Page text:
April 23rd, 2010
11:59 PM ET

Planes nearly collide at California airport

The National Transportation Safety Board is investigating the near collision of a Southwest Airlines jet and a small private plane at Southern California's Bob Hope Airport.

Southwest's Flight 649, carrying 119 passengers and five crew members on board a Boeing 737-700, was landing at the airport's runway 8 on Monday while the Cessna 172, departing on runway 15, just cleared the jet.

The Cessna was performing a practice maneuver known as a "touch and go," in which the aircraft briefly lands before accelerating and going airborne again, the NTSB said.

Runways 8 and 15 intersect at the Burbank airport. The aircraft came within 200 feet of each other vertically and 10 feet laterally at the runway intersection, according to the Federal Aviation Administration. Nobody was injured, and weather conditions were clear.

Improving runway safety is one of NTSB's "most wanted" goals. The deadliest U.S. runway accident occurred in August 2006, when Comair Flight 5191 crashed after taking off from the wrong runway, killing all but one of the 50 people on board. The worst involving two aircraft happened between a US Airways jet and a commuter plane in a February 1991 collision at the Los Angeles airport, killing 34.

The world's deadliest aviation accident also happened on a runway. In March 1977, two jumbo jets collided on a runway at the Canary Islands, killing 583 passengers and crew members.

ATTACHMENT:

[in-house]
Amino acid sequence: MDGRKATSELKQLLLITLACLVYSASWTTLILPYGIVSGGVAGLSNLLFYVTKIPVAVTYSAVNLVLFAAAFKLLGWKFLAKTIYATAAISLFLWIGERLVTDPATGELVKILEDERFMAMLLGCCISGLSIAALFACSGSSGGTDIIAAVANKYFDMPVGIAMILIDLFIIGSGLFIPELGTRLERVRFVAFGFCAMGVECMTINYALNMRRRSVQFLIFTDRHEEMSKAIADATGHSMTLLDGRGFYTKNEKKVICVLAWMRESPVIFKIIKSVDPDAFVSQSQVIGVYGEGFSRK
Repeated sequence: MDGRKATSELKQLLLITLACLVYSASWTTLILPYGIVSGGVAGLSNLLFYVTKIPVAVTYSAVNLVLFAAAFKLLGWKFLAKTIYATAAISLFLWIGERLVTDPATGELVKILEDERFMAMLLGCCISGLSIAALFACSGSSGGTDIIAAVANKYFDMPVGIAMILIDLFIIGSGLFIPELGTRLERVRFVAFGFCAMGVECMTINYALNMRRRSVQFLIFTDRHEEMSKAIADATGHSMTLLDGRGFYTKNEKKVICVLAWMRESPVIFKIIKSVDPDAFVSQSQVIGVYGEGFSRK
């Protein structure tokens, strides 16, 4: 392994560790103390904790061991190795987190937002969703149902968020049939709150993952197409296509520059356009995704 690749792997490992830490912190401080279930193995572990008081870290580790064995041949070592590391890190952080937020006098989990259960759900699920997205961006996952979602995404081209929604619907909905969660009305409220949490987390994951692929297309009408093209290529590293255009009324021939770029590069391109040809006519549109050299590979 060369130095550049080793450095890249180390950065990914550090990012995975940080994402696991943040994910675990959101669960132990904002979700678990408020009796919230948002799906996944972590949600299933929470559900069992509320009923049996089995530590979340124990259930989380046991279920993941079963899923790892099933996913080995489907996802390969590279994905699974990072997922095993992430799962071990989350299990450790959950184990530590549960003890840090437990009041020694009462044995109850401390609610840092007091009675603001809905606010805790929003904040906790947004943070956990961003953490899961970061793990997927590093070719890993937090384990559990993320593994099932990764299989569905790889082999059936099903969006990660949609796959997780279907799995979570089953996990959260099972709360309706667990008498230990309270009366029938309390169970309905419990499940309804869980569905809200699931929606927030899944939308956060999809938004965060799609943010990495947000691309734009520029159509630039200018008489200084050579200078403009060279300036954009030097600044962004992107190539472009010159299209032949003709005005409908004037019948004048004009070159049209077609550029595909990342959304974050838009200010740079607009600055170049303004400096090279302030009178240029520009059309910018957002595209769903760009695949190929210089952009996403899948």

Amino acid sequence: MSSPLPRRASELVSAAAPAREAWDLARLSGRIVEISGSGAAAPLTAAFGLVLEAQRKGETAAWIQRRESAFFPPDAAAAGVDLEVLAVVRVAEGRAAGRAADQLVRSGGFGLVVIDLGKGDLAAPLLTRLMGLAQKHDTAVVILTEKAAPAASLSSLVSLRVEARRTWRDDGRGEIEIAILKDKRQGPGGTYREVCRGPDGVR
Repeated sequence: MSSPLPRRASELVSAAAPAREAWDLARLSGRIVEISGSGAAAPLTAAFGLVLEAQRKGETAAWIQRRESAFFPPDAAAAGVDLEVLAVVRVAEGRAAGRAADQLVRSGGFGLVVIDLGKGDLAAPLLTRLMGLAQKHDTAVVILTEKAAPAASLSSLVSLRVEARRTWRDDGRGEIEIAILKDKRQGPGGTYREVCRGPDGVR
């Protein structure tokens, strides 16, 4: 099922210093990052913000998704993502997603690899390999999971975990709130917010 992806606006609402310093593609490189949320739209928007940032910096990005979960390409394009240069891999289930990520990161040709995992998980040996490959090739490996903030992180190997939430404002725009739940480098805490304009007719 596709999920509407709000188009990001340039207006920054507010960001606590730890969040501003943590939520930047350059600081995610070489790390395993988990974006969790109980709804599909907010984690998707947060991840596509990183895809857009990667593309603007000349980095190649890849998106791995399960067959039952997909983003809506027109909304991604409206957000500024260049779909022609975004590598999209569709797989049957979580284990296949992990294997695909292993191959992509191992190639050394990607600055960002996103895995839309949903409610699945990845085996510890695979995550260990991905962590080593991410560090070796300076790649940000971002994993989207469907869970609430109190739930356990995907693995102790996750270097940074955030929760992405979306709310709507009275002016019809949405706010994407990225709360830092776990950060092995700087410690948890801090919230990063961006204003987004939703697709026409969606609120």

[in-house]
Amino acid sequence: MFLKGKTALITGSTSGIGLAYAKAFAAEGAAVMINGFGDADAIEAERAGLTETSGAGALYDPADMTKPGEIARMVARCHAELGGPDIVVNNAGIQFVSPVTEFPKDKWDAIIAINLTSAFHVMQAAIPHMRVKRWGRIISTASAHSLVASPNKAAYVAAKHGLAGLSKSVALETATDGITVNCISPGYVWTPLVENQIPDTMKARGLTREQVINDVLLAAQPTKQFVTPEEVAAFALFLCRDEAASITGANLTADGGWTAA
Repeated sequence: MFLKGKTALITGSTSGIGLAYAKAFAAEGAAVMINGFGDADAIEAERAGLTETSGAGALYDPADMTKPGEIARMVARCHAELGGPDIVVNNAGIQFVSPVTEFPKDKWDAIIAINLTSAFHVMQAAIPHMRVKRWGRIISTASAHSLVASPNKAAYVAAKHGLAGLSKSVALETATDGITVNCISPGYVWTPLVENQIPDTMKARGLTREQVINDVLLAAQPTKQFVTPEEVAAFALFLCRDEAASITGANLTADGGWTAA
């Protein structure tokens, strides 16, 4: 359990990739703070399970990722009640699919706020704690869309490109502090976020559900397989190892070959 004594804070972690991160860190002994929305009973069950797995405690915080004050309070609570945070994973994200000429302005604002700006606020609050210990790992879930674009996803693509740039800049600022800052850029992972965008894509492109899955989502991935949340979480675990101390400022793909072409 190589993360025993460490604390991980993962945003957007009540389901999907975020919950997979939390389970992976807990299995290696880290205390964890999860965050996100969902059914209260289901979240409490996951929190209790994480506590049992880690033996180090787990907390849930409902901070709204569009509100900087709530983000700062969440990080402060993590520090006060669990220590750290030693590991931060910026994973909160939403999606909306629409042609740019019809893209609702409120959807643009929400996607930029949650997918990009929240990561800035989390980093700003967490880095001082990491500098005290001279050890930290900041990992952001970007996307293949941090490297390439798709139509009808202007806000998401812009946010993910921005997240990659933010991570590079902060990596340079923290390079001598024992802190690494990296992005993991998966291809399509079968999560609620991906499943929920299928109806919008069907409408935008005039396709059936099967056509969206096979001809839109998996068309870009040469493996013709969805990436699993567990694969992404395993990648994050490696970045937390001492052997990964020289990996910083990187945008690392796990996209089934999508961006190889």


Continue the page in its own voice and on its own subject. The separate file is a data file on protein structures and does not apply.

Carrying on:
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soundoff (40 Responses)
  1. Bart

    This story leaves out the most important details. What was going on in the control tower?

    April 24, 2010 at 12:21 am | Report abuse |
  2. Stephanm Billings, Montana

    Great article,,,,,,,,not! Who was cleared to be in the area at the time? Were both aricraft given authoriization to be where they were? How about a follow-up on this one please!

    April 24, 2010 at 12:27 am | Report abuse |
  3. Chris G

    Why on earth was a Cessna cleared to be doing Touch and Go's at Bob Hope Airport in the first place?

    April 24, 2010 at 12:33 am | Report abuse |
  4. Paul Wisgerhof

    This is a tower controlled airport. The controllers should not have cleared the Cessna for a "touch and go" while they had a 737 landing on the crossing runway. The pilot of the Cessna could not and would not have executed a "touch and go" without the permission of the tower controller(s) even while under visual flight rules. All pilots must use "see and avoid" rules under visual flight conditions, but the controllers are responsible for assuring safe separation of all aircraft operations in, to, and on their airport. If the Cessna was operating under instrument flight rules for training, the aircraft should not have been cleared "for the option", which means that the flight instructor can have the student: a) full stop landing, b) execute a missed approach and go around without touching the runway; or, c) do a touch and go. The controllers should never allow a "for the option" clearance when there is traffic on a crossing runway.

    April 24, 2010 at 1:34 am | Report abuse |
  5. Buns66

    I grew up in Burbank, and that's a tricky airport. Not much space and pretty short runways. Have landed there (safely, thank the Lord), many times!!

    April 24, 2010 at 1:39 am | Report abuse |
  6. bbeerbower

    Why are smaller aircraft and commercial jets using the same airports? there are plenty of
    smaller airports throughout the US and most are within a few miles of a commercial airport. there appears to be no reason for these airplanes to share the same airports and runways.